"America is the wealthiest nation on Earth, but its people are mainly poor, and poor Americans are urged to hate themselves…. It is in fact a crime for an American to be poor, even though America is a nation of poor. Every other nation has folk traditions of men who were poor but extremely wise and virtuous, and therefore more estimable than anyone with power and gold. No such tales are told by American poor. They mock themselves and glorify their betters."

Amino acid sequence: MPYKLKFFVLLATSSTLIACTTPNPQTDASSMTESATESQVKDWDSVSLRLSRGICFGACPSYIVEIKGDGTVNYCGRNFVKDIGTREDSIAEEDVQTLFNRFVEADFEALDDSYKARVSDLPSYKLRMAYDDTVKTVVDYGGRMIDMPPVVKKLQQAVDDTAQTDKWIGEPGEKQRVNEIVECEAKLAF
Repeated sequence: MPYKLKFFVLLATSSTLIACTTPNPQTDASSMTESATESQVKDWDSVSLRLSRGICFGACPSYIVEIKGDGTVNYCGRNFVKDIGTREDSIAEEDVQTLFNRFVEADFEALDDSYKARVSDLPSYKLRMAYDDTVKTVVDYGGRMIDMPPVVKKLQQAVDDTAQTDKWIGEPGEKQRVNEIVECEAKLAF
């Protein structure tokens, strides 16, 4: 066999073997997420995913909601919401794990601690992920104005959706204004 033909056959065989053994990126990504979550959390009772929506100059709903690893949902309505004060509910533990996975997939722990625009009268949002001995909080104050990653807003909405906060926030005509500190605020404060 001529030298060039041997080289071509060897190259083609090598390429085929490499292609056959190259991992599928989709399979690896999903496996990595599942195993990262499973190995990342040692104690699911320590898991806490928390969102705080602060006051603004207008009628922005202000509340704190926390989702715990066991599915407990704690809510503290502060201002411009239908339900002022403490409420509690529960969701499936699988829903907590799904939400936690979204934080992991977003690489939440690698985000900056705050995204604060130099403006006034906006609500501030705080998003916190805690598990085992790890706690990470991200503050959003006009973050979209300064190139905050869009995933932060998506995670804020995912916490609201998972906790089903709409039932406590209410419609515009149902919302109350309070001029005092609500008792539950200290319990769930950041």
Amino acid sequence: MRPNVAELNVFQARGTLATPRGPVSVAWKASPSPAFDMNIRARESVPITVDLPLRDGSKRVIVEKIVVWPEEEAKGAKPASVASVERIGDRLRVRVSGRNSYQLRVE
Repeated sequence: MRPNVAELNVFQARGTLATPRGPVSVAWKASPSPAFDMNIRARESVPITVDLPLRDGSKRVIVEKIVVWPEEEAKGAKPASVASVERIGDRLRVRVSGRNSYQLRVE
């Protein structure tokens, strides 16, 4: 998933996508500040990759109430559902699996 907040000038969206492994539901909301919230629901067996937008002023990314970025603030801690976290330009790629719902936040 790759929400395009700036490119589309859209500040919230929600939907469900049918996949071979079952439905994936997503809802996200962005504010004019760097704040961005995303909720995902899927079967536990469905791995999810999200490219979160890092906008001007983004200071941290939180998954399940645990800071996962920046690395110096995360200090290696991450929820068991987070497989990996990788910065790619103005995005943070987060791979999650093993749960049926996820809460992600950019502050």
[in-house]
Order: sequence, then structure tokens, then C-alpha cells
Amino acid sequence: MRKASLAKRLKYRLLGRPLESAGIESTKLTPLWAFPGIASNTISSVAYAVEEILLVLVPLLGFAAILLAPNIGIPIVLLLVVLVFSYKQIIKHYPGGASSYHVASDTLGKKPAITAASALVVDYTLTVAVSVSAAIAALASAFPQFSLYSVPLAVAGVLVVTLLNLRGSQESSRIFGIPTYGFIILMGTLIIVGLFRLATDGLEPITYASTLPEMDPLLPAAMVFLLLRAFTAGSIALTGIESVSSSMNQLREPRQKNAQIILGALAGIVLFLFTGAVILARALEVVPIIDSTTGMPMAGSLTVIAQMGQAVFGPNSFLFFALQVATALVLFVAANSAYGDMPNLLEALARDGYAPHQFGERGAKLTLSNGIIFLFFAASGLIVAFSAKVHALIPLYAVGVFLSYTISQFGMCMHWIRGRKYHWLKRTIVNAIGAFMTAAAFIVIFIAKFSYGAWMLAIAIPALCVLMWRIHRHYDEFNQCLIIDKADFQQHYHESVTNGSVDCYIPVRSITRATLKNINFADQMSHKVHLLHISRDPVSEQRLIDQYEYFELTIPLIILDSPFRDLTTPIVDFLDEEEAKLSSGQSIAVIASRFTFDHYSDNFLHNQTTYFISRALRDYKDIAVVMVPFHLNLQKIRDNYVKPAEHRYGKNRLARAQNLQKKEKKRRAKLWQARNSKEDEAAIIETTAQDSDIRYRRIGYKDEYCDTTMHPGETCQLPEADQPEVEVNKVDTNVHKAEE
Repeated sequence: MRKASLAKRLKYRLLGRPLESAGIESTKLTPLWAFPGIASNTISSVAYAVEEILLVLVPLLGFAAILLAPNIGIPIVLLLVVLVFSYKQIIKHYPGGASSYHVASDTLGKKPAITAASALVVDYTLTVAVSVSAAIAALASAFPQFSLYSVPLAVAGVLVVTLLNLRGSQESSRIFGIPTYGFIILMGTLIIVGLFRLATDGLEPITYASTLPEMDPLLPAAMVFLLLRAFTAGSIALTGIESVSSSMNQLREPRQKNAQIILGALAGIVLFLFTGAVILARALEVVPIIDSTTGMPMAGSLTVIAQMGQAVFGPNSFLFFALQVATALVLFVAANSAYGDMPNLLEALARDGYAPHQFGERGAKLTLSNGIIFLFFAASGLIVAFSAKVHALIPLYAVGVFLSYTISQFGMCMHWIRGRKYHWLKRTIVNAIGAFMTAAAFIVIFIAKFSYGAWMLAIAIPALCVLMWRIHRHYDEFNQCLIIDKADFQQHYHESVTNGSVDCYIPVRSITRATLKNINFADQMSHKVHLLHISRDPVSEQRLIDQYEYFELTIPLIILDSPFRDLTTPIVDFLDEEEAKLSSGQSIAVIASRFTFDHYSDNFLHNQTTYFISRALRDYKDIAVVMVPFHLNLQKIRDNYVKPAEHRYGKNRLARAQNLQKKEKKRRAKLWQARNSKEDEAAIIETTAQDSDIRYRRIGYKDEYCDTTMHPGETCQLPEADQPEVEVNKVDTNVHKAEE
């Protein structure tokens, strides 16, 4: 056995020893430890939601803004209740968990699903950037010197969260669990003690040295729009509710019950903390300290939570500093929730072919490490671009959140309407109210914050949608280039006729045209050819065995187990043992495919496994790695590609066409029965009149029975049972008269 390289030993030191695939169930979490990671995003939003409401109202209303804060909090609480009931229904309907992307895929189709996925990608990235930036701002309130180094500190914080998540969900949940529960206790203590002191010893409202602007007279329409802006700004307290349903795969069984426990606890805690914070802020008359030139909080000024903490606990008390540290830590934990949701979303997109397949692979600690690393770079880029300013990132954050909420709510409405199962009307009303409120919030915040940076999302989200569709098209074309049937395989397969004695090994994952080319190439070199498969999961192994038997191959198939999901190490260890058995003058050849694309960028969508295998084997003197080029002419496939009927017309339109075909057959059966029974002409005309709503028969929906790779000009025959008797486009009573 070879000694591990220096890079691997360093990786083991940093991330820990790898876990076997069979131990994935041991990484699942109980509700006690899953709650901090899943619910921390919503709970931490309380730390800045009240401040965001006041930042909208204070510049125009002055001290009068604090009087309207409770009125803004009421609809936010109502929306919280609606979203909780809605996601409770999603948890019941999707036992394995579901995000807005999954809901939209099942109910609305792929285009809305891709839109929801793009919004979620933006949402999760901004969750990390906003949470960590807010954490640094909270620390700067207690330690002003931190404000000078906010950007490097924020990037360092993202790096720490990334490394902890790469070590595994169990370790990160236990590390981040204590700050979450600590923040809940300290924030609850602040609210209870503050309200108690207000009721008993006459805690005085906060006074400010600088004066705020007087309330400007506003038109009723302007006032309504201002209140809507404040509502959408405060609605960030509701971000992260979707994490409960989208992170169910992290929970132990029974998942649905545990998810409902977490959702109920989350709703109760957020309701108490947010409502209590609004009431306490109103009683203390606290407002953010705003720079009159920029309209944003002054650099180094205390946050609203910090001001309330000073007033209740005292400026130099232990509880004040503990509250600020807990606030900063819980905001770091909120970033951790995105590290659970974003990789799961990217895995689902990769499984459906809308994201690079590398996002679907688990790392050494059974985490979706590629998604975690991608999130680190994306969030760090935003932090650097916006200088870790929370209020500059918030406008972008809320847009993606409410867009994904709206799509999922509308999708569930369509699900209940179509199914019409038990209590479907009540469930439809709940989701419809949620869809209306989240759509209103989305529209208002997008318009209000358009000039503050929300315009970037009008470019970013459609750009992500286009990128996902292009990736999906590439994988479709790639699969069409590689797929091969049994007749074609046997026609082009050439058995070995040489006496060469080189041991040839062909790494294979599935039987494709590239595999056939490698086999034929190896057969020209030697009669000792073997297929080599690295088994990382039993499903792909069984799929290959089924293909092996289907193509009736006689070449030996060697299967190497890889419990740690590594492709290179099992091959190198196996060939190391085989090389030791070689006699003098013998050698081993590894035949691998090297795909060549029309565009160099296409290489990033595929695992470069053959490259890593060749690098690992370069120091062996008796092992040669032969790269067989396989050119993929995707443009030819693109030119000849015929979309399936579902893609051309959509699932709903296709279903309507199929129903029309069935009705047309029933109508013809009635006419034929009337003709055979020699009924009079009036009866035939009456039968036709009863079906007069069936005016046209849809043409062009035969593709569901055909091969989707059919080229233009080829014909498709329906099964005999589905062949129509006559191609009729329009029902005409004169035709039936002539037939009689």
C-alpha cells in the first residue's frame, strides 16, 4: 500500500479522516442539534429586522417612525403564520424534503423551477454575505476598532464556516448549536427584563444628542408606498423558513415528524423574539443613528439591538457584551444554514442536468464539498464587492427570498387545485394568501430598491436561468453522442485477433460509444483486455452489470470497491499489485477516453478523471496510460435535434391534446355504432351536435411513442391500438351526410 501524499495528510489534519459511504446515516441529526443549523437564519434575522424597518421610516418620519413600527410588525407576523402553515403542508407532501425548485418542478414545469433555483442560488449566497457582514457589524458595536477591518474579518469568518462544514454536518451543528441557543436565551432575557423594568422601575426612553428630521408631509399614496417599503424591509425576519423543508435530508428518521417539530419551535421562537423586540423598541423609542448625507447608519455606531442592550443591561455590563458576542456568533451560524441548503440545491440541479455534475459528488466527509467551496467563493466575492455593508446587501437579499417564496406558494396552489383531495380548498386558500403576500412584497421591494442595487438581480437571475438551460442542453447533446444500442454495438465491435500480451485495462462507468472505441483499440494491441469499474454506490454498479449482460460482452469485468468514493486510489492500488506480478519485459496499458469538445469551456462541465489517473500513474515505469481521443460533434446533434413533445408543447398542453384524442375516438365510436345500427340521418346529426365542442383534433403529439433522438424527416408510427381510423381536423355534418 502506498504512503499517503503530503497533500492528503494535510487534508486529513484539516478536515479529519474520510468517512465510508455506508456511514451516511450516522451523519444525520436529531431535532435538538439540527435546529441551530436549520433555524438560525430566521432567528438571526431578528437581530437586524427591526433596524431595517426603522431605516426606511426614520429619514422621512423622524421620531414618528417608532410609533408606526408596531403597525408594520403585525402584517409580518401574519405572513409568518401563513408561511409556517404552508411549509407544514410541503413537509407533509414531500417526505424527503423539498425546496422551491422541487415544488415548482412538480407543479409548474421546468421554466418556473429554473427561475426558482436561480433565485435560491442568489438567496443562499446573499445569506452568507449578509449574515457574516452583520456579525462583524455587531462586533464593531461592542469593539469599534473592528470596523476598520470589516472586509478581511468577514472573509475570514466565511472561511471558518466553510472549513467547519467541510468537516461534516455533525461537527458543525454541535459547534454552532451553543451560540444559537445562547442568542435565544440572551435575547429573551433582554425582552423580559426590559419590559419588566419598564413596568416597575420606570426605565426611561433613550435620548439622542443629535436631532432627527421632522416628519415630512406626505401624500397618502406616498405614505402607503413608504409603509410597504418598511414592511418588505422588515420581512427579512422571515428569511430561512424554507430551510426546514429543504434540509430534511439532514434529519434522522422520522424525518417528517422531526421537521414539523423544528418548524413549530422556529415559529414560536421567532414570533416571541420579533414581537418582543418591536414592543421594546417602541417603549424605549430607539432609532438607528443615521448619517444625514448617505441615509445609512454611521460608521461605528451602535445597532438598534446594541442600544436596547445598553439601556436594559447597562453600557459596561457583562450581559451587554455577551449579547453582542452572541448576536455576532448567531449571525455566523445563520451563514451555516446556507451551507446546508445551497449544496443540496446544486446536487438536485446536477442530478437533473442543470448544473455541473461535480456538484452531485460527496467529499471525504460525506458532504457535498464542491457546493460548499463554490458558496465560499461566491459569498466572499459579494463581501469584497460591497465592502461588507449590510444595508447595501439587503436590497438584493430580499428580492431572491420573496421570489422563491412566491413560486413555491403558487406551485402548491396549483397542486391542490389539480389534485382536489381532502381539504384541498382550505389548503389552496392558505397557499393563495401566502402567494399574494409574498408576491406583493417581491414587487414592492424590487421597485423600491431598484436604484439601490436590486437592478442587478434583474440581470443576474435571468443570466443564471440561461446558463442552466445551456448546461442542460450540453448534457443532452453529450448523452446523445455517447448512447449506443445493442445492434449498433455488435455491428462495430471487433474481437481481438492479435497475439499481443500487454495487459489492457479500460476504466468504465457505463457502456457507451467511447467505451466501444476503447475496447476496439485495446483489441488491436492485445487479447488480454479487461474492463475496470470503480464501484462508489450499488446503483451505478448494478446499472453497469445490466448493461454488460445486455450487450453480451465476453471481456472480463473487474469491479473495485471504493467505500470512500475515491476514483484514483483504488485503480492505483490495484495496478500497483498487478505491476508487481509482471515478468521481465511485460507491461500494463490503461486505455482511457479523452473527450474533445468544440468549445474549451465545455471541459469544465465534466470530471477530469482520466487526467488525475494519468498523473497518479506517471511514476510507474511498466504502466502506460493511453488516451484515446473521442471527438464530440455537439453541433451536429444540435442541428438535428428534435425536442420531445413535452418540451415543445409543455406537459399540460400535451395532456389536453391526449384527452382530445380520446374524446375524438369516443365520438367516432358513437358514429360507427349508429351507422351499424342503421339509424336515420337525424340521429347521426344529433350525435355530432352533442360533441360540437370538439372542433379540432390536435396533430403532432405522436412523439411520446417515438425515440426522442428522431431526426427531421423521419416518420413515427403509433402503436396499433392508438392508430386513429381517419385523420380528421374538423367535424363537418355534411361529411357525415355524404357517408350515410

" “One of the things I learned about the world of art,” Teller says, “is there are people who really want to believe in magic, that artists are supernatural beings—there was some guy who could walk up and do that. But art is work like anything else—concentration, physical pain. Part of the subject of this movie is that a great work of art should seem to have magically sprung like a miracle on the wall. But to get that miracle is an enormous, aggravating pain.” To see Vermeer as “a god” makes him “a discouraging bore,” Teller went on. But if you think of him as a genius artist and an inventor, he becomes a hero: “Now he can inspire.” "